How easily influenced are you?

There is an old sales trick where you go into the electrical store looking for a new tv. The salesman gets an idea of the size and type of tv you are looking for and shows you the most expensive model they have. He knows that most people will baulk at the price but that’s ok, he’s not trying to sell you that tv. He’s trying to sell you the next one that he shows you. Now you have seen the really expensive one, that price is in your head and the lower one looks reasonable, afterall it has almost all the same features that the first one had. So you buy it. This is called anchoring and impacts on our spending every day.

Location, location, location

Where you grew up is likely to have an impact on how much you spend on housing, cars, clothes. If you live in an affluent area, the houses are bigger and more expensive and the cars are newer and bigger (cars are the easiest way to give the impression of wealth). This is going to impact on how much your life costs. The starting point on how much things cost in life are based around what you have grown up with, even if you can’t afford it yourself.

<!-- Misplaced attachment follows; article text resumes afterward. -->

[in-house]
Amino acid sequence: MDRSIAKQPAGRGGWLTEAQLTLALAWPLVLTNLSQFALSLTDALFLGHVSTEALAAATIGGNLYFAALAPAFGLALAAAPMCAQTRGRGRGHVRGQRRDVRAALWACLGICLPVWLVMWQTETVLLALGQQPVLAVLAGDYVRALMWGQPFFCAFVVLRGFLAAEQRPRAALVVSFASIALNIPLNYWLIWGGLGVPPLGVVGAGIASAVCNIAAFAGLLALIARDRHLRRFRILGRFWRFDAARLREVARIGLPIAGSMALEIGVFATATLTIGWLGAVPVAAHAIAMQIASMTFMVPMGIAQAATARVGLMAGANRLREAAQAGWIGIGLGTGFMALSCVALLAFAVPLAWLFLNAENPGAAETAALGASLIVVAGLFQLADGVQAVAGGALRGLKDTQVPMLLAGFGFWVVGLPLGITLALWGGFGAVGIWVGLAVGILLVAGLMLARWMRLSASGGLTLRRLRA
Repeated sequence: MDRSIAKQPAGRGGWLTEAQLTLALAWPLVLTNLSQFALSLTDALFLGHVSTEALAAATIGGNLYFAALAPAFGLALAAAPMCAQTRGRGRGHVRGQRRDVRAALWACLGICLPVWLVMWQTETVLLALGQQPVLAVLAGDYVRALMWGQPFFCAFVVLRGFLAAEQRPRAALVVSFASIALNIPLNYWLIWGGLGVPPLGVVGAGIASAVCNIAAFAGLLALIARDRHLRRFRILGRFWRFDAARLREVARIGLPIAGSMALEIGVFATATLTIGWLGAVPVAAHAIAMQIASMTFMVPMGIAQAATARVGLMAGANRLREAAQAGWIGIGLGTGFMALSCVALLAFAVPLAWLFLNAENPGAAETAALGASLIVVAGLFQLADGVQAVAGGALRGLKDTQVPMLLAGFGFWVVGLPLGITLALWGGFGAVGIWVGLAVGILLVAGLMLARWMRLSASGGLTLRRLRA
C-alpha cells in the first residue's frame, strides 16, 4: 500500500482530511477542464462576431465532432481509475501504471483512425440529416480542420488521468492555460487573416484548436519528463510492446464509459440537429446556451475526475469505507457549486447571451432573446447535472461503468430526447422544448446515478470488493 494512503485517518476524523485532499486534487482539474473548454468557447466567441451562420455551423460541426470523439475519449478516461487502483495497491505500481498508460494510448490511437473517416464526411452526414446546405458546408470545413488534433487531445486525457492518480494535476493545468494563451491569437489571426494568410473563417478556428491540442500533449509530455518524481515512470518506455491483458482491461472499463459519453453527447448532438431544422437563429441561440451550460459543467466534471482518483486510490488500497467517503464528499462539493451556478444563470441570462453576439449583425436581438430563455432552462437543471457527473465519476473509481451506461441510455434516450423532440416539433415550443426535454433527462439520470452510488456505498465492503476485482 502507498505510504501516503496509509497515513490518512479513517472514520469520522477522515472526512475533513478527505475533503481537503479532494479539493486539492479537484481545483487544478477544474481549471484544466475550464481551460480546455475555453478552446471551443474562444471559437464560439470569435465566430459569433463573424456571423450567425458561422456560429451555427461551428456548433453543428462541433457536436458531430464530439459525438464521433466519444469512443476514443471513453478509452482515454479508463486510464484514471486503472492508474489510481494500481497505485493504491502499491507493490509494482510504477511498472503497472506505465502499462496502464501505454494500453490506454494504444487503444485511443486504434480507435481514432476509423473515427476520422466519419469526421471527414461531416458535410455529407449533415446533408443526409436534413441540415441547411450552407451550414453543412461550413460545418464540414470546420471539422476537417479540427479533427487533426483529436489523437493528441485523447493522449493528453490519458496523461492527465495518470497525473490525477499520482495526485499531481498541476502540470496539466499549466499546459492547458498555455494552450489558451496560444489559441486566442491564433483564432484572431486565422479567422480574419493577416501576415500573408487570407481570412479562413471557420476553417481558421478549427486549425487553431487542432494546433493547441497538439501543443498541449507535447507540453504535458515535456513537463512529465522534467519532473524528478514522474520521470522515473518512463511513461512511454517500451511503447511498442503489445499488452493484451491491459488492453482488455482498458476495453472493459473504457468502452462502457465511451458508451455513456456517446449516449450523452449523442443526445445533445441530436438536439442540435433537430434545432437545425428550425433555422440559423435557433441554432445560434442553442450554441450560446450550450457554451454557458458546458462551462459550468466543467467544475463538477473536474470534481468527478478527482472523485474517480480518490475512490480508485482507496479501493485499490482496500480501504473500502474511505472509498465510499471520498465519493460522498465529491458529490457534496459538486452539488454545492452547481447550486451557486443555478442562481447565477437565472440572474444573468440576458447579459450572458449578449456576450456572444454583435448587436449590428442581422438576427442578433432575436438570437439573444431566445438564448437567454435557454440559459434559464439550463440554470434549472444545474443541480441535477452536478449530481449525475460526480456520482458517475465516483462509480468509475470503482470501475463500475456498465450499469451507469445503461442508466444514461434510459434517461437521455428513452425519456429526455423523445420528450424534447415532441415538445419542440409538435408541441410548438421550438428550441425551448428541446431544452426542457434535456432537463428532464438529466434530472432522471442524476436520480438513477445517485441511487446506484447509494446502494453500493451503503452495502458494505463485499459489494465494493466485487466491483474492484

It works the other way too. I was on Inis Mór recently and there were a group of local mothers picking up their kids from the lifeguarding class they were doing on the pier. They were all driving bangers. No one drives new cars there so it doesn’t influence people’s decisions to buy an expensive car.

That doesn’t work on me

Think again. A number of years ago in MIT, a class were asked to take the last 2 digits on their social security number and write it down and then convert it to dollars. They were then shown a number of items and asked if they would buy these each of these items for the amount they had written down. They were then asked to bid on each item and the winner of each item went up and collected their item.

When the bids were analysed, they saw that those with the last two digits ending 80 – 99 placed bids that were 216% – 346% higher than those with the last two digits ending 01 – 20. Even though the students knew that the anchor amount was arbitrary, it still influenced how much they bid on the items.


Steven Barrett

26 July 2021